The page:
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Chicago by John Olson

West Side Story
Cadillac Palace Theatre

West Side Story
Ali Ewoldt and Kyle Harris
Arthur Laurents promised us a more realistic West Side Story with his 2009 Broadway revival now on tour across North America, and in the hands of director David Saint, whom Laurents chose to re-stage his direction for the tour, the production delivers one. Not in a flashy way, and not so much because of the use of Spanish in large chunks of dialogue and the three lyrics translated by Lin-Manuel Miranda from Stephen Sondheim's lyrics. It's the way this production is willing to show the kids as flawed, rather than the dreamily star-crossed lovers of source material Romeo and Juliet or the West Side Story movie version with its drop-dead gorgeous stars. Here, Tony (Kyle Harris) is a little awkward and na´ve, Riff (Joseph J. Simeone) a genuine street tough, Bernardo (German Santiago) an angry young man, and Maria (Ali Ewoldt) a sweet but immature teen. We can totally believe the intensity of Tony and Maria's attraction to each other—not because of their iconic representation of the greatest pair of lovers in literature, but as two impressionable, impulsive kids who see in each other a way out of their dysfunctional worlds and fall for each other too quickly and easily. The Sharks, Jets and their girls are dangerous, even as they're victims of a violent and perilous environment. Oh, the classic music and iconic dances of Jerome Robbins are still there—and an 18-piece pit orchestra does well by musical theater standards, only suffering at times by comparison to the symphony orchestras we've heard perform the Leonard Bernstein score.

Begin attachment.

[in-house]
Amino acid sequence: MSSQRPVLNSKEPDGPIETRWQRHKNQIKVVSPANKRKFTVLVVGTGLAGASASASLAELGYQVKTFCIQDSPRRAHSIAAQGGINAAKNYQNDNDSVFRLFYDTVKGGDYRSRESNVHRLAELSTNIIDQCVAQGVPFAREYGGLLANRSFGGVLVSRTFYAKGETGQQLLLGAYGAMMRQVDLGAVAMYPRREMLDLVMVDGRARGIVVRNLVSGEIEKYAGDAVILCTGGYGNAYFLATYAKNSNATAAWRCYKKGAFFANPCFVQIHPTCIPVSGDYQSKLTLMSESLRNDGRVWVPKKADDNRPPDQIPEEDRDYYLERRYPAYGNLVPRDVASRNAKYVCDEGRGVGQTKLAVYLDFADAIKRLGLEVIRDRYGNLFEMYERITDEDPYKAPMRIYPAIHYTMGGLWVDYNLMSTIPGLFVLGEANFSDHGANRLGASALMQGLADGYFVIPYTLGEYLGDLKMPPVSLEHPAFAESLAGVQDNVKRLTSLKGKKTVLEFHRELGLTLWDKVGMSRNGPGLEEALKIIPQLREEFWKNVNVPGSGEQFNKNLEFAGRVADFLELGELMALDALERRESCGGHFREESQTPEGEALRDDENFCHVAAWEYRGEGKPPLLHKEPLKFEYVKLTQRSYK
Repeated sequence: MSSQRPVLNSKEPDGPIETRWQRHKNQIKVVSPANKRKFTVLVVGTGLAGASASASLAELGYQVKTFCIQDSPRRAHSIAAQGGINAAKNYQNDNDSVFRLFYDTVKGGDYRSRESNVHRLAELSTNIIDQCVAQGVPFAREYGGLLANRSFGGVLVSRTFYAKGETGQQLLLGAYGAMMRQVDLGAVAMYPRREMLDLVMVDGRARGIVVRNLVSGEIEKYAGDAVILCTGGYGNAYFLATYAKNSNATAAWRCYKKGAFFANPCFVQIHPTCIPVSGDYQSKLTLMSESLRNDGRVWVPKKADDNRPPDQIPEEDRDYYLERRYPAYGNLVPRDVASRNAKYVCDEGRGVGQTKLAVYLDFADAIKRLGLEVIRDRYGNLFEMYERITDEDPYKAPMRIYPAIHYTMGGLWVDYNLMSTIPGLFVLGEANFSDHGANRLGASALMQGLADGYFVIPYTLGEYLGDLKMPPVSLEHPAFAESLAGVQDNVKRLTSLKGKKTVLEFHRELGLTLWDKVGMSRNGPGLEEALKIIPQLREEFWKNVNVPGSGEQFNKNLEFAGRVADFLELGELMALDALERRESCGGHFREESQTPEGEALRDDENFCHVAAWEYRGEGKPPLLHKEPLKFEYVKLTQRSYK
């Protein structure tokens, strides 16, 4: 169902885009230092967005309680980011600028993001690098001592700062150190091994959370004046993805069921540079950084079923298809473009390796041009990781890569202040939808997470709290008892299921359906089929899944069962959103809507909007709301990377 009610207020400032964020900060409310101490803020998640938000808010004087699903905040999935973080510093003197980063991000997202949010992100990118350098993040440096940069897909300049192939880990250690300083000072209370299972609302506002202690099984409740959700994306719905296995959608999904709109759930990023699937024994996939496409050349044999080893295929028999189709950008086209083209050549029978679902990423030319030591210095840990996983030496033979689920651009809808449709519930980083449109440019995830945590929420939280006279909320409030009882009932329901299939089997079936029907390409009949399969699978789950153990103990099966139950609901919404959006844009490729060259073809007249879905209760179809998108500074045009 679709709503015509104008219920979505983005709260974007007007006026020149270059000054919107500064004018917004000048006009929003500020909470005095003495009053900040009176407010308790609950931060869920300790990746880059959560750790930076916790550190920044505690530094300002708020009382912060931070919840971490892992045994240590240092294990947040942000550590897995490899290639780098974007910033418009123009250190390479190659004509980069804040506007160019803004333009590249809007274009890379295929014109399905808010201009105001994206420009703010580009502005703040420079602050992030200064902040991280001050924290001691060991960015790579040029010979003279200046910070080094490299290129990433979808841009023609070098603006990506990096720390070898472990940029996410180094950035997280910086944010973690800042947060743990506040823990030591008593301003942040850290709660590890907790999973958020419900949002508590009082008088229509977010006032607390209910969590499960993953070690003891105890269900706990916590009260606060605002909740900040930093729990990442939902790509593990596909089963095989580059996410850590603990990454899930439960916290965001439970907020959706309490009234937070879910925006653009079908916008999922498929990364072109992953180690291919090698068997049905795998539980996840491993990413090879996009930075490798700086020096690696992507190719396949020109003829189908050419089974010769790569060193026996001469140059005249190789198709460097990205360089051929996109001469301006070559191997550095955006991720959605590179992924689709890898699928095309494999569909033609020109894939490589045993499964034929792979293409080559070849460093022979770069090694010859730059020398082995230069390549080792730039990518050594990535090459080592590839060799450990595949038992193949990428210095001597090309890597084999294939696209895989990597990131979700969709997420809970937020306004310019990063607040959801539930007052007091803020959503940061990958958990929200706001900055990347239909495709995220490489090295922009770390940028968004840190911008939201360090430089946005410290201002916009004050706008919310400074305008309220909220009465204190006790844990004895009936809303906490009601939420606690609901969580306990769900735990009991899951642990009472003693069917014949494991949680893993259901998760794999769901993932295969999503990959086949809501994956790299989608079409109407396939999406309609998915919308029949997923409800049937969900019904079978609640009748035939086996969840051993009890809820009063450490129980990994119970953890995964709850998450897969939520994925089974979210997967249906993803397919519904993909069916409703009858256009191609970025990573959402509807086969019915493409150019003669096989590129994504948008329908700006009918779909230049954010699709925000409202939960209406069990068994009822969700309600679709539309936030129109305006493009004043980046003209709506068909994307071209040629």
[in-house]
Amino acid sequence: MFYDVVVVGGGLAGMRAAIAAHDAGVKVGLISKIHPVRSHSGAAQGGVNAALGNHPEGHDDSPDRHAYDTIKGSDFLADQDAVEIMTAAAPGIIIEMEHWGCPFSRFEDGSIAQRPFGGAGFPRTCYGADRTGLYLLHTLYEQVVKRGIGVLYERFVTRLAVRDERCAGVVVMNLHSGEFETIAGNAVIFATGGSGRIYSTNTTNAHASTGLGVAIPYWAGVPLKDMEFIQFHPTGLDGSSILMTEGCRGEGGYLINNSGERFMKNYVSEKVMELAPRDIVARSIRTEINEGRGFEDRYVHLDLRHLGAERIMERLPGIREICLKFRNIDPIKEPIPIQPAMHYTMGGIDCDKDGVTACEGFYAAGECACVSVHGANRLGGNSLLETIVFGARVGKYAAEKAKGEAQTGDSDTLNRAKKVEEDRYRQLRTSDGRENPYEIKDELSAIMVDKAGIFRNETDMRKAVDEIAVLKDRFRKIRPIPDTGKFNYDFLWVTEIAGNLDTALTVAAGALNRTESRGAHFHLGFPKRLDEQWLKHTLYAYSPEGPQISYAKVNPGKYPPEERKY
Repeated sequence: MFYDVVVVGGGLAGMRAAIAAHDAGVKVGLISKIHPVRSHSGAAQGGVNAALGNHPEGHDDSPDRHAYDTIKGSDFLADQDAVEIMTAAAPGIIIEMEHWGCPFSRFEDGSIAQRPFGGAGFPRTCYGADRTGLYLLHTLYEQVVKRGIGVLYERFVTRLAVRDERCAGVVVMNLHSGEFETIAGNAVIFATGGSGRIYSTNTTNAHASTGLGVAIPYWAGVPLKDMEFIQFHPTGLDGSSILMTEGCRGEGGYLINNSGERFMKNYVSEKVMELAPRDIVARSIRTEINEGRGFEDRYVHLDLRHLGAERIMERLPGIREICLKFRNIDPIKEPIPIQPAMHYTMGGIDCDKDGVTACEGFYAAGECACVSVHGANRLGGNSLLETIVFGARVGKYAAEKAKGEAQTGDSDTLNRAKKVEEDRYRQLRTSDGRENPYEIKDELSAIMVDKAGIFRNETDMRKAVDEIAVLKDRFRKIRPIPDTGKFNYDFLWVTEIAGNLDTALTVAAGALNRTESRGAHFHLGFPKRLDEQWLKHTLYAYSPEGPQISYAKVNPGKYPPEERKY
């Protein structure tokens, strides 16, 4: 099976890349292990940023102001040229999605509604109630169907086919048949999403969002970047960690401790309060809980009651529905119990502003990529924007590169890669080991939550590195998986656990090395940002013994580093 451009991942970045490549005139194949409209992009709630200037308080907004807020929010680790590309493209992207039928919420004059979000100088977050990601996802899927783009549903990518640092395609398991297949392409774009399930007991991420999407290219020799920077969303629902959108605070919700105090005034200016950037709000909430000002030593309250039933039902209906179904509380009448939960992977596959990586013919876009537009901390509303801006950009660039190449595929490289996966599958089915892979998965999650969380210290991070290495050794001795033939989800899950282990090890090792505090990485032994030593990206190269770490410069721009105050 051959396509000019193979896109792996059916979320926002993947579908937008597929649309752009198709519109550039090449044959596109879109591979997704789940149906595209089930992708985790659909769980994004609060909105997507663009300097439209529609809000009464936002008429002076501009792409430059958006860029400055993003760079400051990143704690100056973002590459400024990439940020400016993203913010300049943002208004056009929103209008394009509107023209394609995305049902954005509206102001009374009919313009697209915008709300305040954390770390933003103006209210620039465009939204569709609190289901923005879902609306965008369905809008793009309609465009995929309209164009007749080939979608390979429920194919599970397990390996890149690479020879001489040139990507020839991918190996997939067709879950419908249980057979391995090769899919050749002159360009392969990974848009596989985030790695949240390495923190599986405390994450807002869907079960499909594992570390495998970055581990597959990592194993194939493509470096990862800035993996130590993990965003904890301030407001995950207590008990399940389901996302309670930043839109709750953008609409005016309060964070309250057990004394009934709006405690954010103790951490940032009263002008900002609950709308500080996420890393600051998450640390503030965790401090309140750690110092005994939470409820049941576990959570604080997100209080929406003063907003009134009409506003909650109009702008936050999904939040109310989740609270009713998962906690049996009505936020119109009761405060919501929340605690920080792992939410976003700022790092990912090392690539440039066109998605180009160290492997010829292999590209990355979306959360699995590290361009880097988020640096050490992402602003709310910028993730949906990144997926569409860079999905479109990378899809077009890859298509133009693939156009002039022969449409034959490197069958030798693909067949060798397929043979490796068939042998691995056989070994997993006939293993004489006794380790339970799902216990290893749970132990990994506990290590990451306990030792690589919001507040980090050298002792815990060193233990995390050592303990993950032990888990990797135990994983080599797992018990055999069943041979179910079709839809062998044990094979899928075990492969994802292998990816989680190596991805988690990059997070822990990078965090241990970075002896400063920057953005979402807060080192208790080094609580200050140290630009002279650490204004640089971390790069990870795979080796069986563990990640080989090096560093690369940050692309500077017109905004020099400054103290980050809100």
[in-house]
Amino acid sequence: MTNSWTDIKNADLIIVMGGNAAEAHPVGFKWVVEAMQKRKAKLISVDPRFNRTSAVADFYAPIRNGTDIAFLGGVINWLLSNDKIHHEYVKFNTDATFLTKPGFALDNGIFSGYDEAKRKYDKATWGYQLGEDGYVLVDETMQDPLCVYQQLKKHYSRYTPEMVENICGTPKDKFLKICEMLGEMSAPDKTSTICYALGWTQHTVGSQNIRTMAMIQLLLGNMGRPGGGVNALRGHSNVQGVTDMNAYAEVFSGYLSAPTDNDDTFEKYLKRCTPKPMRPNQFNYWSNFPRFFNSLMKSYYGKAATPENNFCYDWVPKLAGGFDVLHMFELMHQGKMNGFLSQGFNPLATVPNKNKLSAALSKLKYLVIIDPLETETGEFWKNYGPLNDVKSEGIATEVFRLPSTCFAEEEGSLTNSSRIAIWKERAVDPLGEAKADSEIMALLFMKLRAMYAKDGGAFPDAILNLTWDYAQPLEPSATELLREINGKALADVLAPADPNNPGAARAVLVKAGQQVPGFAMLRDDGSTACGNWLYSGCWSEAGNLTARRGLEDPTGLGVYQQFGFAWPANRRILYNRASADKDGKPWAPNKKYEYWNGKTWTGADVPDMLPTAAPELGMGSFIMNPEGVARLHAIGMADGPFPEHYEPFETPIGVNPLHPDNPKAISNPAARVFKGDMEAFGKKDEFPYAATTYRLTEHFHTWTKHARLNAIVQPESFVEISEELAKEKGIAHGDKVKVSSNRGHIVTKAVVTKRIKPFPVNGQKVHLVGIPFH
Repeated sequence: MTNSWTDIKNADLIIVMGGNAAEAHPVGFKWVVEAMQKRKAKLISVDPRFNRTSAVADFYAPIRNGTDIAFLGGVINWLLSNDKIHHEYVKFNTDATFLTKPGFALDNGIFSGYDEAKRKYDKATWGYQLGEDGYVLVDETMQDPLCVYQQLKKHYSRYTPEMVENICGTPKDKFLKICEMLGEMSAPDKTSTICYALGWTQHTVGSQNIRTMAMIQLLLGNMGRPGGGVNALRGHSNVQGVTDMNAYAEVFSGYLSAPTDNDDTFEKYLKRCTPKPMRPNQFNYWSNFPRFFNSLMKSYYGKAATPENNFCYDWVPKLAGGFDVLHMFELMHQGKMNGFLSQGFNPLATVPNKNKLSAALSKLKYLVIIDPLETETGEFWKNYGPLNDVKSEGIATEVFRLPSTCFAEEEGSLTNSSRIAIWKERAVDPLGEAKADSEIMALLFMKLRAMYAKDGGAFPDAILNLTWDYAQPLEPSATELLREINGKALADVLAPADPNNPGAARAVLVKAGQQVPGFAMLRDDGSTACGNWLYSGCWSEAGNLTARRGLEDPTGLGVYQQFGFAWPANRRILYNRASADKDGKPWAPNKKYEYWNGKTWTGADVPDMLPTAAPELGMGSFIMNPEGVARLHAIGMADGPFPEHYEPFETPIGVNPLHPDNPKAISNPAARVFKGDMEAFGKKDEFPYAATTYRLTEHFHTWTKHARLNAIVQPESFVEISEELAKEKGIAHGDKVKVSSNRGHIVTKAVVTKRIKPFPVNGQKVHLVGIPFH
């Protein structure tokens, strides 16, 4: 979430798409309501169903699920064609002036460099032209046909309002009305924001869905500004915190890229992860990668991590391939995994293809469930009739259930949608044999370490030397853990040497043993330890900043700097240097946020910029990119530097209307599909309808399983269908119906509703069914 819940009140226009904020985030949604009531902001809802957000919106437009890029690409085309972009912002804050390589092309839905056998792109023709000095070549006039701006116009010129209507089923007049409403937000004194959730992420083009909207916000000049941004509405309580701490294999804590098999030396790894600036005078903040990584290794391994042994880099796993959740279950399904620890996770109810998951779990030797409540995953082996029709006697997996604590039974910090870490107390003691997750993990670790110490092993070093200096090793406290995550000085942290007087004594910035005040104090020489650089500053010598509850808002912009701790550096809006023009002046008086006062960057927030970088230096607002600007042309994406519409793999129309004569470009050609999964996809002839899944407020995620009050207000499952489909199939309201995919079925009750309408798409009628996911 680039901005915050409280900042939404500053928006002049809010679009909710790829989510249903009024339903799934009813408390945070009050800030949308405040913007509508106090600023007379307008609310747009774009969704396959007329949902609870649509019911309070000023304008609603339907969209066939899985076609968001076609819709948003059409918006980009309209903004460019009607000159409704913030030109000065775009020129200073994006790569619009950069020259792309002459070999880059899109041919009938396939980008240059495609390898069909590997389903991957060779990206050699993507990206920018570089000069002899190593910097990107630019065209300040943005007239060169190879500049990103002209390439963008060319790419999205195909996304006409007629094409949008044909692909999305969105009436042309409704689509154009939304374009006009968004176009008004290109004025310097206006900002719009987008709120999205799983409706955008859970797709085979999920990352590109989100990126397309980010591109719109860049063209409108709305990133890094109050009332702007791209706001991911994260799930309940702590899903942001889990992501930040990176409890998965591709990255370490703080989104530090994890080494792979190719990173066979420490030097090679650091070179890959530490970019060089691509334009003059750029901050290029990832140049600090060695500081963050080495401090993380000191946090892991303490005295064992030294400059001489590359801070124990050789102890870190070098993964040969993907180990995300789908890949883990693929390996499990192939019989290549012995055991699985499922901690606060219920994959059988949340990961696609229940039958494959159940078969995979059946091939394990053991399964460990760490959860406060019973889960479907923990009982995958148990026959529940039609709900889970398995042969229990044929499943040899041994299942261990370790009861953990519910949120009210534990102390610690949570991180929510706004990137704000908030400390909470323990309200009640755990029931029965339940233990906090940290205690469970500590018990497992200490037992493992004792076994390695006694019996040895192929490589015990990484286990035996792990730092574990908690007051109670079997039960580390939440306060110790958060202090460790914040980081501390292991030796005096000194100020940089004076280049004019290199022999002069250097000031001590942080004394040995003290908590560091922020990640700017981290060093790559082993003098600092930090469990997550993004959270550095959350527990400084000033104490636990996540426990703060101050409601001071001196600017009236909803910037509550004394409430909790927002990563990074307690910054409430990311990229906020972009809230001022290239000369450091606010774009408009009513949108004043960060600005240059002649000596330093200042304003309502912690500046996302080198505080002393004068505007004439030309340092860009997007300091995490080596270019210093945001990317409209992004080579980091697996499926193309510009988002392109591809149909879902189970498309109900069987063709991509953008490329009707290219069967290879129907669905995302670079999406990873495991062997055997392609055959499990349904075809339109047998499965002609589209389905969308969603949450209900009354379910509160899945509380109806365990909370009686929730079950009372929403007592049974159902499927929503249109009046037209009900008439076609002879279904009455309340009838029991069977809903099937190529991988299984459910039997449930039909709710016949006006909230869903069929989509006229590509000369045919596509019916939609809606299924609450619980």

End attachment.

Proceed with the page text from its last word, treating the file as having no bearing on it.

What's different is that Laurents' book, as he revised it slightly for this production, stands out in greater relief than usual from the show's music and dance elements. It works as a play with a believable story about urban teens in a treacherous environment, much like the social realist movies and plays written in the 1950s that dealt with the same subject. He took out some of the cute jargon he originally used in the libretto and expanded some scenes. We now learn that the dance at the gym is apparently held at a Catholic school, when Glad Hand encourages abstinence and discourages dirty dancing. It makes sense that the Church would have wanted to reconcile its members, as the presumably Irish and Italian-American whites as well as the Latinos would likely be predominately Catholic.